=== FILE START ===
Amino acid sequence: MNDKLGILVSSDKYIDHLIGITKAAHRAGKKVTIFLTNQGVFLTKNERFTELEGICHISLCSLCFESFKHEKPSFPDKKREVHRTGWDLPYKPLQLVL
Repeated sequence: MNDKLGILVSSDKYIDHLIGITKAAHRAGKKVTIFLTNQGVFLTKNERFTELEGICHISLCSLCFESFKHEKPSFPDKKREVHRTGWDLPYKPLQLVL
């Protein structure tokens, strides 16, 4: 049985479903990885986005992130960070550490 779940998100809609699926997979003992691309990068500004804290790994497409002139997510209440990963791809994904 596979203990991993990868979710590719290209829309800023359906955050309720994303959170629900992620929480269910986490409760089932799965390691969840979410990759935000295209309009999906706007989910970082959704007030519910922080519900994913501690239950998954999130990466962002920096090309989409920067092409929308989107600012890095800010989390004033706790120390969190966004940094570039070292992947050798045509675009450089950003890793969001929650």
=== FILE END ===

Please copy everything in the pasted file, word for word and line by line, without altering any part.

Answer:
Amino acid sequence: MNDKLGILVSSDKYIDHLIGITKAAHRAGKKVTIFLTNQGVFLTKNERFTELEGICHISLCSLCFESFKHEKPSFPDKKREVHRTGWDLPYKPLQLVL
Repeated sequence: MNDKLGILVSSDKYIDHLIGITKAAHRAGKKVTIFLTNQGVFLTKNERFTELEGICHISLCSLCFESFKHEKPSFPDKKREVHRTGWDLPYKPLQLVL
């Protein structure tokens, strides 16, 4: 049985479903990885986005992130960070550490 779940998100809609699926997979003992691309990068500004804290790994497409002139997510209440990963791809994904 596979203990991993990868979710590719290209829309800023359906955050309720994303959170629900992620929480269910986490409760089932799965390691969840979410990759935000295209309009999906706007989910970082959704007030519910922080519900994913501690239950998954999130990466962002920096090309989409920067092409929308989107600012890095800010989390004033706790120390969190966004940094570039070292992947050798045509675009450089950003890793969001929650």